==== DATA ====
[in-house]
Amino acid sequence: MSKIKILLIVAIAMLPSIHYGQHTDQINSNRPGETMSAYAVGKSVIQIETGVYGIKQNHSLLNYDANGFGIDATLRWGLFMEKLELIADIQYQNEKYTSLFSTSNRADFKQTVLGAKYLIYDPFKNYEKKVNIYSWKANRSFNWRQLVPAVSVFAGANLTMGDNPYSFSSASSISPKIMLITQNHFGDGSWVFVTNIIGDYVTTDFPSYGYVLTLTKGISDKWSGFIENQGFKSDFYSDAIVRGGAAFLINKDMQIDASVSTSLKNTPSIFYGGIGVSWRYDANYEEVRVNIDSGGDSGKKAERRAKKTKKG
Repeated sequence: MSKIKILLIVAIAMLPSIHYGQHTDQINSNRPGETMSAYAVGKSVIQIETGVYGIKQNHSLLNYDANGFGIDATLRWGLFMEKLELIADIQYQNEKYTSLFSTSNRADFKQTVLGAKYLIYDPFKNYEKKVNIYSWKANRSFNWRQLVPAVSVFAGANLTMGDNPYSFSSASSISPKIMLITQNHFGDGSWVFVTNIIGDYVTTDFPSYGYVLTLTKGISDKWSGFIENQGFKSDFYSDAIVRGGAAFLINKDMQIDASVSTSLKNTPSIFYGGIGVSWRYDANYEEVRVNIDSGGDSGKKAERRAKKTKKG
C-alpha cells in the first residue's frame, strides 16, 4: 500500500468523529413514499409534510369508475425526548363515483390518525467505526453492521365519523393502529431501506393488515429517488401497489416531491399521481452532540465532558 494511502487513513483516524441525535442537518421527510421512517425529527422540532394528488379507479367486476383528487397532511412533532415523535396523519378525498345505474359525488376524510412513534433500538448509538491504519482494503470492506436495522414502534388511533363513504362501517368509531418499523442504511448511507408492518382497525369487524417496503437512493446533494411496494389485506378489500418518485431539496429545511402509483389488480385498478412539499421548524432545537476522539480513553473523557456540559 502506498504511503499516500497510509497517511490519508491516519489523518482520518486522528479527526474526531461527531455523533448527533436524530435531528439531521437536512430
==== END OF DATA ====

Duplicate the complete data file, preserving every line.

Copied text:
[in-house]
Amino acid sequence: MSKIKILLIVAIAMLPSIHYGQHTDQINSNRPGETMSAYAVGKSVIQIETGVYGIKQNHSLLNYDANGFGIDATLRWGLFMEKLELIADIQYQNEKYTSLFSTSNRADFKQTVLGAKYLIYDPFKNYEKKVNIYSWKANRSFNWRQLVPAVSVFAGANLTMGDNPYSFSSASSISPKIMLITQNHFGDGSWVFVTNIIGDYVTTDFPSYGYVLTLTKGISDKWSGFIENQGFKSDFYSDAIVRGGAAFLINKDMQIDASVSTSLKNTPSIFYGGIGVSWRYDANYEEVRVNIDSGGDSGKKAERRAKKTKKG
Repeated sequence: MSKIKILLIVAIAMLPSIHYGQHTDQINSNRPGETMSAYAVGKSVIQIETGVYGIKQNHSLLNYDANGFGIDATLRWGLFMEKLELIADIQYQNEKYTSLFSTSNRADFKQTVLGAKYLIYDPFKNYEKKVNIYSWKANRSFNWRQLVPAVSVFAGANLTMGDNPYSFSSASSISPKIMLITQNHFGDGSWVFVTNIIGDYVTTDFPSYGYVLTLTKGISDKWSGFIENQGFKSDFYSDAIVRGGAAFLINKDMQIDASVSTSLKNTPSIFYGGIGVSWRYDANYEEVRVNIDSGGDSGKKAERRAKKTKKG
C-alpha cells in the first residue's frame, strides 16, 4: 500500500468523529413514499409534510369508475425526548363515483390518525467505526453492521365519523393502529431501506393488515429517488401497489416531491399521481452532540465532558 494511502487513513483516524441525535442537518421527510421512517425529527422540532394528488379507479367486476383528487397532511412533532415523535396523519378525498345505474359525488376524510412513534433500538448509538491504519482494503470492506436495522414502534388511533363513504362501517368509531418499523442504511448511507408492518382497525369487524417496503437512493446533494411496494389485506378489500418518485431539496429545511402509483389488480385498478412539499421548524432545537476522539480513553473523557456540559 502506498504511503499516500497510509497517511490519508491516519489523518482520518486522528479527526474526531461527531455523533448527533436524530435531528439531521437536512430